Just think of all of the amazing jobs dogs have thanks to their nose abilities. They sniff out cancer, diabetes, seizures, illegal drugs, explosives, deceased humans, lost humans and much more. We can’t do these amazing things, but our dogs sure can. We need their skills.
A dog’s impressive nose explains why they forever want to stop and smell the roses (and everything else) when out on walks. I actually beg owners to allow their dogs to stop and sniff when out and about. Just look at the shape of a dog’s nose and its length compared to our stubby little noses. What’s important to us snub-nosed people is not the same thing that is crucial to a long-nosed dog. You can light up a dog’s brain by allowing her to sniff, sniff, sniff on walks.
I know what you might say: But it’s boring and takes forever on a walk if I let my dog sniff the whole time. Boring for the human, yes — but exhilarating for your best four-legged friend. I ask owners to work out a system that both species understand. For example, I say ,“Let’s walk” or “Let’s go” when I want my dogs to move along. When it’s OK for them to sniff about, I tell them “Go sniff!” I had to teach them the meaning of these cues, but it isn’t hard and shouldn’t take long.
I think it’s cruel to start a walk in a new, exciting place and then demand your dog “move forward now.” Please don’t do that. Set your dog up for success. Let her start the walk sniffing everything. You determine the time, but I love to see at least the first 10 minutes and last 10 minutes be all about the dog’s needs. Praise the sniffing and tell your dog “Go sniff” as she is marching toward a fire hydrant to get all the updated pee-mails.
You can start teaching your dog a “let’s go” command by walking on concreted areas at first to limit the appeal of the surroundings to your pooch. I live in a very quiet neighborhood so I can safely walk in the middle of the paved road, especially in the middle of the day. If your area is too busy, you can always drive to a quieter spot. Pick up your pace and your energy level, and say “Let’s go!” and move out together. If you need to bring a toy or treats to encourage and reward forward movement, do it!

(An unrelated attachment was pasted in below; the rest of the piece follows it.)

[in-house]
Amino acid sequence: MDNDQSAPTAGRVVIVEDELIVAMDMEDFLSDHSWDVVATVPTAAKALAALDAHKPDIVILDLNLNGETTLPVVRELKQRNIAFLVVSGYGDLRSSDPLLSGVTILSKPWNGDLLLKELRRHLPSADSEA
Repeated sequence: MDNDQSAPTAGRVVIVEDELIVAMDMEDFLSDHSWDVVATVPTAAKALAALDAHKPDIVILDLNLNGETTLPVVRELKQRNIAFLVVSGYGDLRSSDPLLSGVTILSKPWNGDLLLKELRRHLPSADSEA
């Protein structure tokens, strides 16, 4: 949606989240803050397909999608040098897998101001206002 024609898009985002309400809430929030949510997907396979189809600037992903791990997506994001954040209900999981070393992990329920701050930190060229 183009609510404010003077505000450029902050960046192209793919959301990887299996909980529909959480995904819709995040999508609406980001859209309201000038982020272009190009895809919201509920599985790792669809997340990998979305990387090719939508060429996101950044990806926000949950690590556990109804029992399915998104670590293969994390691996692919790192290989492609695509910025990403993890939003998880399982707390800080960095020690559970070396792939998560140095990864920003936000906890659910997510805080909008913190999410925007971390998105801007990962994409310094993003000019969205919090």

The daily walk can become a source of joy to you both instead of a battle of the nose and your desire to get you and your dog a lot of exercise. Your dog will be happier and even more tired using her big nose than she will galloping around the neighborhood without being able to sniff, sniff, sniff.
Beyond the walk, there are numerous ways to enjoy nose work games. You can Google “fun canine nose work” and find many free videos that demonstrate how to teach your dog fun nose work in your home and backyard (if you have one). You will be doing your dog a solid favor while tiring her out playing a game of “find it” indoors. It’s especially helpful when the weather outside is rotten but it’s a game you can play every day, and few dogs tire of it.
Canine nose work trials have taken the sport world by storm the last few years. For many years I was a member of the National Association of Canine Scent Work (k9nosework.com), a wonderful organization that hosts nose work trials for dogs finding and alerting on three scents. This group has talented certified nose work trainers all over the country. If you want to kick it up a notch and get fun (and demanding!) titles for your dog in this sport, I highly recommend looking into it. Most every dog I’ve worked with has loved this sport. My dogs passed the three ORT (Odor Recognition Test on birch, anise and clove), and my senior Border Collie learned this sport starting at age 10. I’ve met even older dogs who enjoy nose work trials! It can also be an amazing thing for highly reactive dogs to learn.
I wish you and your dogs a lot of sniffing and fun out there!
This is my final training column for Dogster magazine, as I am retiring from 20 years of dog training. I’ve so enjoyed writing about my favorite subject all of these many years. I hope what I have written about has been helpful. Now go grab your leashes, and get to walking and letting your dog enjoy his incredible nose!
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Annie Phenix, CPDT-KA, is a professional dog trainer based in Utah. She is a force-free trainer specializing in working with troubled dogs. She is the author of The Midnight Dog Walkers: Positive Training and Practical Advice for Living With a Reactive or Aggressive Dog. For more information, visit phenixdogs.com.